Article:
Arthritis & Rheumatism, Volume 60,
October 2009 Abstract Supplement
The 2009 ACR/ARHP Annual Scientific Meeting
Philadelphia October 16-21, 2009.
Assessment of Cardiac Involvement in Rheumatoid Arthritis Using a Comprehensive Cardiac Magnetic Resonance Approach: Association of Myocardial Abnormalities with Disease Activity
Kobayashi1, Hitomi, Giles2, Jon T., Yokoe3, Isamu, Hirano4, Masaharu, Onishi3, Tsubasa, Kobayashi5, Yasuyuki
Itabashi Chuo Medical Center, Itabashi-ku, Tokyo, Japan
Johns Hopkins University, School of Medicine, Baltimore, MD
Itabashi Chuo Medical Center, Japan
Tokyo Medical University, Tokyo, Japan
St. Marianna University, Kawasaki, Japan
Rheumatoid arthritis (RA) is a multi-organ inflammatory disorder associated with high cardiovascular morbidity and mortality. Using contrast enhanced cardiac magnetic resonance imaging (cMR) with pharmacologic stress, we sought to identify microvascular impairment and myocardial inflammation/fibrosis in a group of RA patients and explore the association of these outcomes with RA disease characteristics.
RA patients with no history and/or clinical findings of systemic hypertension, coronary artery disease, severe valvular heart disease, atrial fibrillation, diabetes mellitus, or echocardiographic abnormalities underwent contrast-enhanced cMR on a 1.5T scanner. Adenosine triphosphate was used to assess perfusion defects due to microvascular impairment or ischemia, and delayed enhanced imaging was obtained for the assessment of myocardial inflammation/fibrosis. We evaluated the associations of cMR abnormalities with RA disease activity and severity measures.
Eighteen patients (72% female) with a mean age of 57 ± 10 years were studied. The mean DAS28 for the cohort was 3.96, with 6 participants (33.3%) falling into the low disease activity category (DAS28<3.2) and 6 participants (33.3%) falling into the high disease activity category (DAS28>5.1). Eight patients (45%) demonstrated a myocardial abnormality. Stress perfusion defects were seen in two patients (11%), one of whom had a circumferential subendocardial perfusion defect and one had a non-segmental subendocardial perfusion defect. Seven patients (39%) were found to have delayed enhancement (indicating myocardial inflammation or fibrosis), only one of whom also demonstrated a perfusion defect. Mean DAS28 was significantly higher in the group with delayed enhancement compared to the group without by an average of 1.32 DAS28 units (4.77 vs. 3.44 units, respectively; p=0.011). Corresponding trends to statistical significance were noted in systemic inflammatory markers, with both CRP and ESR quantitatively higher in the group with delayed enhancement. Despite higher disease activity overall, TNF inhibitors were prescribed in only one participant with delayed enhancement (14.3%) compared to 6 without delayed enhancement (54.6%); however, this difference was not statistically significant (p=0.15). Other RA characteristics were not significantly associated with myocardial abnormalities.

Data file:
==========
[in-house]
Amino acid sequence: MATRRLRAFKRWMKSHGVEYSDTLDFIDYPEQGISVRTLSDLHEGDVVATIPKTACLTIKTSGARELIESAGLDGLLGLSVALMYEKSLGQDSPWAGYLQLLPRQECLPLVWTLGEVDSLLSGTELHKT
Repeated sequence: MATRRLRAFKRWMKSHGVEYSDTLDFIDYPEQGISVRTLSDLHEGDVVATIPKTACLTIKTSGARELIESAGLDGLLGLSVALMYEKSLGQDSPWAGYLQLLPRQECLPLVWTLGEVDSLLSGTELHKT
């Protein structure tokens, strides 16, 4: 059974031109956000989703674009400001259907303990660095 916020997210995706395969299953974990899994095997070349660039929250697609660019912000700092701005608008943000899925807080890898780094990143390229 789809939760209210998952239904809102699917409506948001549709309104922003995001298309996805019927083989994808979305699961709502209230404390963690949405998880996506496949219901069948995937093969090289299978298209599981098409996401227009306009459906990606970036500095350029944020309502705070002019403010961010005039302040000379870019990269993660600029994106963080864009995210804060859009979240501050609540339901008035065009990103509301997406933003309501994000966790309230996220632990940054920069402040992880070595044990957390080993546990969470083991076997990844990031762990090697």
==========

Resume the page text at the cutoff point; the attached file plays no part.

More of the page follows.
Myocardial involvement, as detected by cMR, was frequent in RA patients without known cardiac disease. Myocardial inflammation/fibrosis was observed more frequently than microvascular impairment and, combined with its association with higher RA disease activity, suggests a mechanistic connection between articular and myocardial inflammation in RA.
To cite this abstract, please use the following information:
Kobayashi, Hitomi, Giles, Jon T., Yokoe, Isamu, Hirano, Masaharu, Onishi, Tsubasa, Kobayashi, Yasuyuki; Assessment of Cardiac Involvement in Rheumatoid Arthritis Using a Comprehensive Cardiac Magnetic Resonance Approach: Association of Myocardial Abnormalities with Disease Activity [abstract]. Arthritis Rheum 2009;60 Suppl 10 :945